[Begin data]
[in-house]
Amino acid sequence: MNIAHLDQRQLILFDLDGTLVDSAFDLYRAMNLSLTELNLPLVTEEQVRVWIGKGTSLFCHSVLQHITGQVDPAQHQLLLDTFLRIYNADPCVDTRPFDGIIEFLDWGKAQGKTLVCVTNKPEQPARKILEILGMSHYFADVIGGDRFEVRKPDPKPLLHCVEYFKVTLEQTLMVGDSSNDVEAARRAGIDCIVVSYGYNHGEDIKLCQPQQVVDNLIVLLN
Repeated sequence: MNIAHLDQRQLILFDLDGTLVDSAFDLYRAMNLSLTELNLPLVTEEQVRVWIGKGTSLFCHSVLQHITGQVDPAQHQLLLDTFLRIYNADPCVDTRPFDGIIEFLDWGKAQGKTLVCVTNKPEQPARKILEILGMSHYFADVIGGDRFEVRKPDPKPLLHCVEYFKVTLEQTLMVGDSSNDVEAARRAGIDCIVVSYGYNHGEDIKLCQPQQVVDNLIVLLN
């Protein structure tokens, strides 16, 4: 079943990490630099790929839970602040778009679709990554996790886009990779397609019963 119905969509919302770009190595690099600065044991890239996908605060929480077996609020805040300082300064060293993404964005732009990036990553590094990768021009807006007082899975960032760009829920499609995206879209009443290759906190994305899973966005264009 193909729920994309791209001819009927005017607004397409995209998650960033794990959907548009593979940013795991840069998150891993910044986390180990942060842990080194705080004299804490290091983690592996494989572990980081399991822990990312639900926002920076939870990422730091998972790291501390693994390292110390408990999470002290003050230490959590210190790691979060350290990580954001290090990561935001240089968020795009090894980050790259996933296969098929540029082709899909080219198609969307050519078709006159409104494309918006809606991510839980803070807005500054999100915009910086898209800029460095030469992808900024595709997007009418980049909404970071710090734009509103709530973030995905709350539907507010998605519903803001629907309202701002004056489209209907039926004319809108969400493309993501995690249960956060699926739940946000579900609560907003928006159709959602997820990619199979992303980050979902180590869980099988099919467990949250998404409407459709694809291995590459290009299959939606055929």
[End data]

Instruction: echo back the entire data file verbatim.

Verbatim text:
[in-house]
Amino acid sequence: MNIAHLDQRQLILFDLDGTLVDSAFDLYRAMNLSLTELNLPLVTEEQVRVWIGKGTSLFCHSVLQHITGQVDPAQHQLLLDTFLRIYNADPCVDTRPFDGIIEFLDWGKAQGKTLVCVTNKPEQPARKILEILGMSHYFADVIGGDRFEVRKPDPKPLLHCVEYFKVTLEQTLMVGDSSNDVEAARRAGIDCIVVSYGYNHGEDIKLCQPQQVVDNLIVLLN
Repeated sequence: MNIAHLDQRQLILFDLDGTLVDSAFDLYRAMNLSLTELNLPLVTEEQVRVWIGKGTSLFCHSVLQHITGQVDPAQHQLLLDTFLRIYNADPCVDTRPFDGIIEFLDWGKAQGKTLVCVTNKPEQPARKILEILGMSHYFADVIGGDRFEVRKPDPKPLLHCVEYFKVTLEQTLMVGDSSNDVEAARRAGIDCIVVSYGYNHGEDIKLCQPQQVVDNLIVLLN
């Protein structure tokens, strides 16, 4: 079943990490630099790929839970602040778009679709990554996790886009990779397609019963 119905969509919302770009190595690099600065044991890239996908605060929480077996609020805040300082300064060293993404964005732009990036990553590094990768021009807006007082899975960032760009829920499609995206879209009443290759906190994305899973966005264009 193909729920994309791209001819009927005017607004397409995209998650960033794990959907548009593979940013795991840069998150891993910044986390180990942060842990080194705080004299804490290091983690592996494989572990980081399991822990990312639900926002920076939870990422730091998972790291501390693994390292110390408990999470002290003050230490959590210190790691979060350290990580954001290090990561935001240089968020795009090894980050790259996933296969098929540029082709899909080219198609969307050519078709006159409104494309918006809606991510839980803070807005500054999100915009910086898209800029460095030469992808900024595709997007009418980049909404970071710090734009509103709530973030995905709350539907507010998605519903803001629907309202701002004056489209209907039926004319809108969400493309993501995690249960956060699926739940946000579900609560907003928006159709959602997820990619199979992303980050979902180590869980099988099919467990949250998404409407459709694809291995590459290009299959939606055929």